Letter to the Editor | Three P’s for Piedmont schools

A sweatshirt worn by one of our students that was designed by another Piedmont High School alum. Look no further than “we synthesize beauty from chaos” on the shoulders of one of our students to understand my optimism.

I am embracing the opportunity to serve in my new role with APT very optimistically. While the first two weeks have provided challenges, they have also been immensely rewarding. The joy on the faces of students has been heart stirring. The dedication and resilience of my colleagues has been inspiring. Since we have already begun navigating our first instances of COVID positive cases — see the new district case dashboard HERE — I want to give an immense shoutout to our too-frequently unsung APT heroes – our nurses! Their duties with family notifications are understandably crucial in providing precise clinical information while supporting people’s emotional needs as well. 

But beyond the challenges of so many issues constantly at play, as well as “fractures” that begin to heal from the 2020-21 school year, we can see the students of PUSD, and they are truly amazing. Their relentless pursuit of excellence is inspiring, their graciousness and appreciation is uplifting, and their worthiness of the best we can offer is unquestioned. 

APT is heralding three priorities for the coming year. The first of these is positivity. Aspirational messages for our students are critical for their mental and emotional wellbeing. The ability to frame problems as opportunities that can be solved rather than barriers that cannot be overcome is paramount. They deserve as much as any generation to believe and experience that the world is a better place because of what they have done. I admire my colleagues ability to teach as “warm demanders” in the classroom since research has proven that operating in this quadrant far surpasses all others in affecting positive student outcomes. I have said it before and continue to proclaim, I have the enviable pleasure of working with my heroes. PUSD has some of the finest educators around! We would also invite the rest of the PUSD community to join us in a renewed pursuit of positivity.

Our second priority is partnerships (this is a convenient “P” word for “working together”). As teachers, we are the direct provider to our students of the vast majority of their educational experiences. There is nothing more crucial and nothing more rewarding than serving in this sacred role. Ironically however, there are few things that can be as isolating. This does not need to be the case. Our teachers will be prioritizing the building and strengthening of relationships with their fellow teachers and administrators as well as parents and the entire community.

In coaching new teachers as they are developing their classroom management, an analogy I frequently use is a game of tug of war. In order to win, the teacher and the student must be pulling together on the same end of the rope. Similarly, we adults must all be pulling on the same end of the rope in order to win at providing our students the education they deserve. Like our focus on positivity, we invite our community to continue to work together forming and strengthening relationships to serve our students in the very best manner possible.  Let us work together and not divide. We can disagree and we can be passionate, and yet we can along with those be collaborative and mutually respectful. We are modeling for our students how to navigate difficult times with differences of opinion. Let us model well for them!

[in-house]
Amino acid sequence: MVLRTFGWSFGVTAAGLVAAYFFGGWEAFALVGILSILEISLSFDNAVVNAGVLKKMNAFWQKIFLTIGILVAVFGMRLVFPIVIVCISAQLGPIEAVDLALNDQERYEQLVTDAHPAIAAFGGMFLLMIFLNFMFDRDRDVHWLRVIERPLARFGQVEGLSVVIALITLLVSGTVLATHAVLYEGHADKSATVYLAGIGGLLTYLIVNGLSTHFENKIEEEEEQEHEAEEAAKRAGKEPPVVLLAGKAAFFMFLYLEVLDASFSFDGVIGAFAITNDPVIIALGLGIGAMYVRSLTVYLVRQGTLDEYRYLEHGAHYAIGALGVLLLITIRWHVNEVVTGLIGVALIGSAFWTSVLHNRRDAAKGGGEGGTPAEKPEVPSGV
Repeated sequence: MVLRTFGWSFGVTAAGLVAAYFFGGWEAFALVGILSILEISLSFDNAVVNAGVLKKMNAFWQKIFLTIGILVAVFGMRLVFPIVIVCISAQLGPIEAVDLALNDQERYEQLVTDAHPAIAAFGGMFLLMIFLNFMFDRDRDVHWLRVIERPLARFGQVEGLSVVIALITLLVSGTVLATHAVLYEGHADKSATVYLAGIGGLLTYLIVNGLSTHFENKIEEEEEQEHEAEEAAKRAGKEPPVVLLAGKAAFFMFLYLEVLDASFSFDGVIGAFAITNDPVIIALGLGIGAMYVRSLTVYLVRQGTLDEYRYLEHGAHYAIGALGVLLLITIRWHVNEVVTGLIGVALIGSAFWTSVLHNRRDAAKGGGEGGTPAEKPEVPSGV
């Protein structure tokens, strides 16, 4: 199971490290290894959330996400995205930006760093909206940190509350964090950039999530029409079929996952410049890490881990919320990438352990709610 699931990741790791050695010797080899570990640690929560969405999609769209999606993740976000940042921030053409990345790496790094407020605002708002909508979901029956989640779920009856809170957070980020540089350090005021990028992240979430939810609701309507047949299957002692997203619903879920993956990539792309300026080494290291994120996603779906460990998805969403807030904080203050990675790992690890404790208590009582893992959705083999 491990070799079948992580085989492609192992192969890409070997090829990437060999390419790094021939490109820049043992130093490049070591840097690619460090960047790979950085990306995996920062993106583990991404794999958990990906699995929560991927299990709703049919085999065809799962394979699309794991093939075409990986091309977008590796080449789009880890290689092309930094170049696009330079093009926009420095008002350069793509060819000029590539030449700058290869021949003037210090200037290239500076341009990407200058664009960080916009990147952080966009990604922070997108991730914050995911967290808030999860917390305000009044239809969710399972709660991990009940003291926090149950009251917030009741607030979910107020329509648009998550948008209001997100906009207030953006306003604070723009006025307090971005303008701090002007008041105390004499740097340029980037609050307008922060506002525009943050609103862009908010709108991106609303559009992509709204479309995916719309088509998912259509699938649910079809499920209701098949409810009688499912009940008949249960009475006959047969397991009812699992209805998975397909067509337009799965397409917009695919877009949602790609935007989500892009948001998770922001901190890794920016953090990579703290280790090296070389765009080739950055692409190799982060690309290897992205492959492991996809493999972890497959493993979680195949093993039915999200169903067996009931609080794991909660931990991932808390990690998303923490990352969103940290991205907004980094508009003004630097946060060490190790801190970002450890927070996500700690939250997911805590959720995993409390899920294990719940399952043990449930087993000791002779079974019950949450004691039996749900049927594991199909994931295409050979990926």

Our third priority is one many would suspect to see first from APT, that of teacher pay. It is not lost on us that Piedmont goes to extraordinary lengths to subsidize the minimum funding that our district receives per student. Measures G and H and the PEF are but two of many examples of Piedmont’s sacrificial generosity. This reality demands recognition and applause. Thank you Piedmont for all that you do!

Another reality that cannot be ignored however, is that we are beginning to lose the challenge to attract and retain exceptional faculty that our students absolutely deserve. This has rapidly moved beyond conjecture as we have been told by recruits while declining our offers of employment that the salary was inadequate for living here. This deficiency overshadowed the many other advantages we would bring to their attention such as our remarkable student body and in the case of PHS, the new state of the art STEAM building.

APT is not presenting the case that teacher pay needs to be increased merely from a point of fairness to ourselves. We are sounding the alarm that the teacher shortage has found its way to PUSD and it will not be going away with a turn of luck. A blind eye mindset, assuming that we cannot afford to raise teacher pay, simply won’t work. We need to address the reality that teacher pay must support the exemplary faculty we desire to provide our students, and then work creatively to discover how it can be done. Our students’ educational experiences are delivered predominantly through the classroom teacher. Let’s assure that these teachers are the very best! 

I must give attribution to Cory Smegal for coining the phrase “Three P’s for Piedmont” which she did quite off the cuff when I shared them at a summer board meeting. APT welcomes your feedback and suggestions around our Three P’s for Piedmont: Positivity, Partnerships and Pay.

I can be reached at president@aptca.net

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